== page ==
chitin

[kahy-tin]
noun Biochemistry.
  1. a nitrogen-containing polysaccharide, related chemically to cellulose, that forms a semitransparent horny substance and is a principal constituent of the exoskeleton, or outer covering, of insects, crustaceans, and arachnids.

Origin of chitin

1830–40; < French chitine < Greek chit(ṓn) tunic, chiton + French -ine -in2
Related formschi·tin·ous, chi·tin·oid, adjective
Dictionary.com Unabridged Based on the Random House Unabridged Dictionary, © Random House, Inc. 2018

Examples from the Web for chitinous

Historical Examples of chitinous


British Dictionary definitions for chitinous

chitin

noun
  1. a polysaccharide that is the principal component of the exoskeletons of arthropods and of the bodies of fungi
Derived Formschitinous, adjectivechitinoid, adjective

Word Origin for chitin

C19: from French chitine, from Greek khitōn chiton + -in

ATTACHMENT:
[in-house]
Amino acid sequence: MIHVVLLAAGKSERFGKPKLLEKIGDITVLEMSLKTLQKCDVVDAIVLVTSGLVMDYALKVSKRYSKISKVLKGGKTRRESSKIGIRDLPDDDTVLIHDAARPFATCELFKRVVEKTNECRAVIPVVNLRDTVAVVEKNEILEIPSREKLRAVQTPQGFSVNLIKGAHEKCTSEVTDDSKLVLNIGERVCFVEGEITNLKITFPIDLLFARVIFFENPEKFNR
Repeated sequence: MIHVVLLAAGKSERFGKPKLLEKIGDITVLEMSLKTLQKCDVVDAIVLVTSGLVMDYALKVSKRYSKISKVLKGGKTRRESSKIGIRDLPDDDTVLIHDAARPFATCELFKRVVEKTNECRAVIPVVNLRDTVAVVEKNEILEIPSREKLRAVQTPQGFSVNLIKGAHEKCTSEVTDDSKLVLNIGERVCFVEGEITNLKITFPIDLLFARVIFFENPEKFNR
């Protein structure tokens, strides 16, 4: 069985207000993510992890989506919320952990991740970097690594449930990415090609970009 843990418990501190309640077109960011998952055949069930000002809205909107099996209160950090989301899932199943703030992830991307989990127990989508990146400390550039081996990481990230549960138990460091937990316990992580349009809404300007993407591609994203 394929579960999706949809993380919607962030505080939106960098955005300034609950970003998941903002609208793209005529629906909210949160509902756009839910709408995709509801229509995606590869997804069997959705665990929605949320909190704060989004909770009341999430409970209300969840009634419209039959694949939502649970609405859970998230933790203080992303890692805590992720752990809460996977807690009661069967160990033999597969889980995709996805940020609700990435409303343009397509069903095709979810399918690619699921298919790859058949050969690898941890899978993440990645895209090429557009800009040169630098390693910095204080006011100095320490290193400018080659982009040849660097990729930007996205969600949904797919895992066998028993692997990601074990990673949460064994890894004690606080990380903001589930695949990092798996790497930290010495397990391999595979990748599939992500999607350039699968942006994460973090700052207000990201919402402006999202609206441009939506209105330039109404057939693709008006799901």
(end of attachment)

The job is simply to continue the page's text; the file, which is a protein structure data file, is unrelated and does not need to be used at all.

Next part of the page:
Collins English Dictionary - Complete & Unabridged 2012 Digital Edition © William Collins Sons & Co. Ltd. 1979, 1986 © HarperCollins Publishers 1998, 2000, 2003, 2005, 2006, 2007, 2009, 2012

Word Origin and History for chitinous

chitin

n.

1836, from French chitine, from Greek khiton "frock, tunic," of soldiers, "coat of mail," used metaphorically for "any coat or covering." "Probably an Oriental word" [Liddell & Scott]. Klein compares Hebrew kuttoneth, Aramaic kittana, Arabic kattan "linen."

Online Etymology Dictionary, © 2010 Douglas Harper

chitinous in Medicine

chitin

[kītn]
n.
  1. A tough, protective, semitransparent polysaccharide forming the principal component of arthropod exoskeletons and the cell walls of certain fungi.
Related formschitin•ous adj.
The American Heritage® Stedman's Medical Dictionary Copyright © 2002, 2001, 1995 by Houghton Mifflin Company. Published by Houghton Mifflin Company.

chitinous in Science

chitin

[kītn]
  1. A tough, semitransparent substance that is the main component of the exoskeletons of arthropods, such as the shells of crustaceans and the outer coverings of insects. Chitin is also found in the cell walls of certain fungi and algae. Chemically, it is a nitrogenous polysaccharide (a carbohydrate).
The American Heritage® Science Dictionary Copyright © 2011. Published by Houghton Mifflin Harcourt Publishing Company. All rights reserved.